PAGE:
These boat punters have amazing skills and stamina. No matter how tight the tunnel would look, the boats were all able to pass through unscratched. When we approached the first tunnel, my mom actually looked bewildered when our punter started moving towards it. She even grabbed my arm and wondered if we were able to get through safely!

Very quickly, we came to learn to duck each time our punter started his weird song-song English of "Put your head down". English because it was obviously meant for us who didn't understand a single word of Japanese. Weird because he was definitely not a speaker of the language and did so in a heavily accented sing-song voice. Nevertheless, it had a fun effect and by the fourth or fifth one, even mom was laughingly ducking her head along with everyone else.
And I'm super amazed that these punters had the muscles and stamina to keep bending up and down, all the while pushing a boat full of people for more than an hour! Apparently, some even perform acrobatic jumps across those bridges! They must be damn fit!

Mid-way through the ride, our punter "drove" us past this shack selling snacks! I was seriously amazed that even soft serve was offered! Actually contemplated but since I was still quite full from all the earlier tofu, I decided to forgo the ice-cream. It would otherwise have been heavenly in that heat!

If I'm not mistaken, there are 2 options for how long you want your boat ride to be. Our tour agent had apparently arranged for the longer option without us realising it. If you're with young children or elderly parents, you may wish to consider the shorter option as they may get bored. Afterall, there's only so much interest buildings and trees can offer for some.
By the 45th minute mark, mom kept asking when the ride was going to end. On the other hand, dad got excited seeing a group of photographers on the bridge (picture above). Apparently he had thought that they were the tourist-commercial sort and were taking pictures for sale later. He actually kept waving his hands around because otherwise there was nothing much else to do...
The minute we were done with the boat ride, my parents hurried into a restaurant for their complimentary drinks. Not because they wanted the freebie, but more because they were too hot from the sun beating down on them. Mom also desperately needed the loo.
Actually, if not for the earlier meal, I would also have contemplated sharing a unagi don with my parents. Apart from the canal rides, Yanagawa is also famous for their unagi rice bowls! While seated in the restaurant, the smells wafting from all those unagi sets were just wonderful!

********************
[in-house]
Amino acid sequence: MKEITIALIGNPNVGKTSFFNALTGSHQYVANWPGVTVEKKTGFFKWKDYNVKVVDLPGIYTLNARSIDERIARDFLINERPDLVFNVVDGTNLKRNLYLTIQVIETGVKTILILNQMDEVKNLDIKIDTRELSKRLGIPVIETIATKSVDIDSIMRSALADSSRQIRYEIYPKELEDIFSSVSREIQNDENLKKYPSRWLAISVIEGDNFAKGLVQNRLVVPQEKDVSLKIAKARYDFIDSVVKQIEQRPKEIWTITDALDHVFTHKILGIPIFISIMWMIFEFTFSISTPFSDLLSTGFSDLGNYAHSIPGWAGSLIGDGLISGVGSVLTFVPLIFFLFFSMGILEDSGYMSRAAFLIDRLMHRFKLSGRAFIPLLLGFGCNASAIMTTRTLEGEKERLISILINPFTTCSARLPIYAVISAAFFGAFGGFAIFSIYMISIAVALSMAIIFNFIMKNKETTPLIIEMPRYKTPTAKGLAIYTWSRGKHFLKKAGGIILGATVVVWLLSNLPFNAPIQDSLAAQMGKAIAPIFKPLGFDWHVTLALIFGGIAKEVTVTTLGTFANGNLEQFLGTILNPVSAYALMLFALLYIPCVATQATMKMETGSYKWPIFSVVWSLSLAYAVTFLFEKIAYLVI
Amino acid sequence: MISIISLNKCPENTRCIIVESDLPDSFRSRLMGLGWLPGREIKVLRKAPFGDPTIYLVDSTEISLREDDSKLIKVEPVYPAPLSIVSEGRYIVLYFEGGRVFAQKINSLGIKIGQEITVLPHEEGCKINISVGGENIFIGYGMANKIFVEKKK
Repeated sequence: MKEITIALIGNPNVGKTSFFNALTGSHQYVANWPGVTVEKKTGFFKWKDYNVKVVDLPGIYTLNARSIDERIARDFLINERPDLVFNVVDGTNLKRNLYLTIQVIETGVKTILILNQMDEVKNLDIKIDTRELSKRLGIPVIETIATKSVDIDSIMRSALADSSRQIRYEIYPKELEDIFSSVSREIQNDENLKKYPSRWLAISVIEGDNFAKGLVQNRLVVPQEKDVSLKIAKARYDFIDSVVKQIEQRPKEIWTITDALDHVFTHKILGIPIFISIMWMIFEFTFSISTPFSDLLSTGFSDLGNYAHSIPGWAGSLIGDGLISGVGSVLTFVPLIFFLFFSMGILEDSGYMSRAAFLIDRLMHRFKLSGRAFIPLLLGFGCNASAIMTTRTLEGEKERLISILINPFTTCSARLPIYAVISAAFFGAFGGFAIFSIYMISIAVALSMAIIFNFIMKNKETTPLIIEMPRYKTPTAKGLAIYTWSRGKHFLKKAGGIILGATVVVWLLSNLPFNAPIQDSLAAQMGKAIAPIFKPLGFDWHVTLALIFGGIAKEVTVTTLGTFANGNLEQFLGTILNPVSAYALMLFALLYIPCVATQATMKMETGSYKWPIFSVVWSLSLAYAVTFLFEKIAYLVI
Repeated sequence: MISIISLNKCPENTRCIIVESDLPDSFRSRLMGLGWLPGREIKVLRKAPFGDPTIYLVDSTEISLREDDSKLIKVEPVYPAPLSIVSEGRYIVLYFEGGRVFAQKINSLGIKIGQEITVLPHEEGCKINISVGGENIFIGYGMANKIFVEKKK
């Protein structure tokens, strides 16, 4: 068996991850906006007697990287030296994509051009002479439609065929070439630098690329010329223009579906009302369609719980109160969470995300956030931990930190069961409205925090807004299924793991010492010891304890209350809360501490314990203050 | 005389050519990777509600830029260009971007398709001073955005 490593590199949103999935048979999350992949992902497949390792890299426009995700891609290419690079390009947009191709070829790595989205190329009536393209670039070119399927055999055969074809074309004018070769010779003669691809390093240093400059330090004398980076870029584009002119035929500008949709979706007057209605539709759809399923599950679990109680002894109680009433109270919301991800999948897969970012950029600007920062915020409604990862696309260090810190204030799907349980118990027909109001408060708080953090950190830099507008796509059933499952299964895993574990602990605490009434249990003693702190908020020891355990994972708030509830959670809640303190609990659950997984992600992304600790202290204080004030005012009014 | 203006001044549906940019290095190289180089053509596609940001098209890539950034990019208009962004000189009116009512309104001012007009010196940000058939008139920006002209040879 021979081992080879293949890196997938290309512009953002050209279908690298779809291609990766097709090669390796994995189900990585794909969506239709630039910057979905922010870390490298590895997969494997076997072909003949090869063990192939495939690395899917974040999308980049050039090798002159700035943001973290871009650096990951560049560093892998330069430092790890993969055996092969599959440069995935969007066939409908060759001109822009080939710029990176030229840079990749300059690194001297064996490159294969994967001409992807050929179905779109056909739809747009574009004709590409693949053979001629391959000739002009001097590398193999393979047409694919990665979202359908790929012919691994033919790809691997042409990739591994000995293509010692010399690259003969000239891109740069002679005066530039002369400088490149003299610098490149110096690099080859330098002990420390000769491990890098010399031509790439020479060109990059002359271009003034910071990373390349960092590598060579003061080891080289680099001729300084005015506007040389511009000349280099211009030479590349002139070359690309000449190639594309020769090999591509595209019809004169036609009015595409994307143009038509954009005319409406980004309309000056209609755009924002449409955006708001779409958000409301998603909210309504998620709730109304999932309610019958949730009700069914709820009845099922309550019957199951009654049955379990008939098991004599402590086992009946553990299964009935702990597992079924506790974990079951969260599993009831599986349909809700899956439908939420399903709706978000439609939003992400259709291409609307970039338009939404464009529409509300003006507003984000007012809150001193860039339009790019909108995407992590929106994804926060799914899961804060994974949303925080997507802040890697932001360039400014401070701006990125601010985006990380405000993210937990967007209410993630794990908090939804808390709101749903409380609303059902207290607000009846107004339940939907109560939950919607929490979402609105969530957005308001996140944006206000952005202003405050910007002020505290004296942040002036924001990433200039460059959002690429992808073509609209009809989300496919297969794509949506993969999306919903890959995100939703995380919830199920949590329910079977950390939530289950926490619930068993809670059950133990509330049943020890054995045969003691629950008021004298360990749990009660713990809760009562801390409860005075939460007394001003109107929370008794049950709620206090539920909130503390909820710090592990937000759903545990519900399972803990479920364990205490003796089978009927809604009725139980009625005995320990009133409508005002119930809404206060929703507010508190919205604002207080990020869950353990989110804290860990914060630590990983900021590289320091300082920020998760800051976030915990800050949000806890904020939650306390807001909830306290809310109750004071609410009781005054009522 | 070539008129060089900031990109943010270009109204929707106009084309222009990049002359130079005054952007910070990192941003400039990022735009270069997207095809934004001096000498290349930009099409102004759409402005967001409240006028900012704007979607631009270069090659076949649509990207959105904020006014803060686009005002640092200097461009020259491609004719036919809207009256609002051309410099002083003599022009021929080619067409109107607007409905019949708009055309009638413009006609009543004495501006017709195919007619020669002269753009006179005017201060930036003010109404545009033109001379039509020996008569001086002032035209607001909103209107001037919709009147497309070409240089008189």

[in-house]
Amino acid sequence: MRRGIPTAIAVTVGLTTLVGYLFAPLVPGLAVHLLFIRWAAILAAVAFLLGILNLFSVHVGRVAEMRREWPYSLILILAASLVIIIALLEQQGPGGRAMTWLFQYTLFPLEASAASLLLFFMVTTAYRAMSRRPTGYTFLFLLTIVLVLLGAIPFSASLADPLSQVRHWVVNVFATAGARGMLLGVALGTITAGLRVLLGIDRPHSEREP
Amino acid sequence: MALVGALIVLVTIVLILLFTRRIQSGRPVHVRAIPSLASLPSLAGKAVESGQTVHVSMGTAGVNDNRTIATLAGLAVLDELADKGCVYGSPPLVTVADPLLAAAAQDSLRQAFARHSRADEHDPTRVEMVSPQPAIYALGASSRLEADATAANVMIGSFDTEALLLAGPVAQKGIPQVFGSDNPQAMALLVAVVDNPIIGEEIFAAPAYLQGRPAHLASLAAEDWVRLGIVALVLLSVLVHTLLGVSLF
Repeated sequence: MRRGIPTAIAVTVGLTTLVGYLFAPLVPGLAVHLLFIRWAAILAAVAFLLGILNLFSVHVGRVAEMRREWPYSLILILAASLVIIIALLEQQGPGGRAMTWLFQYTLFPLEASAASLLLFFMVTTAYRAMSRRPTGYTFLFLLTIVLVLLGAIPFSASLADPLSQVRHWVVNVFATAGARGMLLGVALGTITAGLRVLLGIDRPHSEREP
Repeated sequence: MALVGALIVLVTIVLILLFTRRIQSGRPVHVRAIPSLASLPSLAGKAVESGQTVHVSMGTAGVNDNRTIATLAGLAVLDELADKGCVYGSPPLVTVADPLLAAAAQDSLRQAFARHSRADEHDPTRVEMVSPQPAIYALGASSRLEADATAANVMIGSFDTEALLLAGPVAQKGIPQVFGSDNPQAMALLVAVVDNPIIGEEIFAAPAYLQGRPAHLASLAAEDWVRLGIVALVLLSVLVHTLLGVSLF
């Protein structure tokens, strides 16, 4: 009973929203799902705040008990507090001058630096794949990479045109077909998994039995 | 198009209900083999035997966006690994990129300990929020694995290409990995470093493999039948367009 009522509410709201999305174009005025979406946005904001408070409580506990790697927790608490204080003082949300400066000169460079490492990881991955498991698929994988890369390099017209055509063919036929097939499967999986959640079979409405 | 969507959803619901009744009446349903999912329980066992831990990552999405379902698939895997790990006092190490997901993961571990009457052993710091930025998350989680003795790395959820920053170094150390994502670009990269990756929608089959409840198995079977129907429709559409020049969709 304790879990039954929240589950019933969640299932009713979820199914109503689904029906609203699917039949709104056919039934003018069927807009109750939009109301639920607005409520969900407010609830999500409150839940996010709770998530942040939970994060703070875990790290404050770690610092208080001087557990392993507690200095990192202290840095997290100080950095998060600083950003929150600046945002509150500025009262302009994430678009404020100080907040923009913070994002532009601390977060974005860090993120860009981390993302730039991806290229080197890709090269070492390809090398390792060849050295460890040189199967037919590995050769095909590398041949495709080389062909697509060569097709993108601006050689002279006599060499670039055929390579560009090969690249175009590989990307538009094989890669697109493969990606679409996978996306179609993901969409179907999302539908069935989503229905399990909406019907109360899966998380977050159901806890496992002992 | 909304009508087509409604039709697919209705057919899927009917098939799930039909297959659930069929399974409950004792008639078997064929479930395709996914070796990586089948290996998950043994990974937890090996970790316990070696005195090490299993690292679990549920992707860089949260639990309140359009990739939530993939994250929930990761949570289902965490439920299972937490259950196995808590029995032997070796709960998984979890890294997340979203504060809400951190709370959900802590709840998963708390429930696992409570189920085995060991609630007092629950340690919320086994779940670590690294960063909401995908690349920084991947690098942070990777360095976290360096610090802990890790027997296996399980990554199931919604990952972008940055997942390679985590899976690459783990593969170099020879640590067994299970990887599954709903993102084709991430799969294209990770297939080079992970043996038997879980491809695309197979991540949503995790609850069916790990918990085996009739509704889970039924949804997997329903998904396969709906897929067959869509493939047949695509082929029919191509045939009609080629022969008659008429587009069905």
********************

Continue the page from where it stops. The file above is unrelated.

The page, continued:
Heh. To be honest, I might have eventually caved if it wasn't because we had to catch the next shuttle out.

By late afternoon, we finally reached Tosu Premium Outlet, the trip's first major shopping stop. Whenever I bring my parents to Japan, I always make sure to arrange to drop by an outlet mall for them. They love the discounts from some of the major brands that are on offer. In fact, I always have to inform them beforehand what brands are available so that they can anticipate what to buy.
While my mom always grumbles about my shopping in Singapore, she has never once complained whenever I shop at these outlet malls with them. Heh. Another reason why they're always in my Japan itineraries with my parents.

We bought quite a lot in the short time we were there! I had a lovely Godiva Special Anniversary drink while I was there and bought tons of Godiva chocolates back for friends. Also bought 2 Coach bags (the 2 at the bottom corner right in picture below) for myself while mom got another 2 for herself. I also got quite a bit of clothes from Gap while dad (who hates shopping) bought 2 pairs of Hush Puppies shoes.
I swear. We were there for less than 2 hours.
What contributed to the speed at which we shopped was mainly because I had already printed out a map and studied where each brand was located in the mall. So in essence, we already knew which shops we wanted to go and just aimed straight for those.
I could have still continued for sure, if not because mom started to complain that we were going to miss our dinner time...

Tourist Information
Saga Hirakawaya (佐嘉平川屋)
Yanagawa Canal Boat Ride
Address: Takahata, Yanagawa 8320065
Local address: 〒832-0065高畑
There are many companies offering the canal rides. Please google and check for what suits you.
Tosu Premium Outlet (鳥栖プレミアム・アウトレット)
Address: 8-1 Yayoigaoka, Tosu 841-0005
Local address: 〒841-0005弥生が丘8-1
DID: +81 942-87-7370
Operating hours: 10 am to 8 pm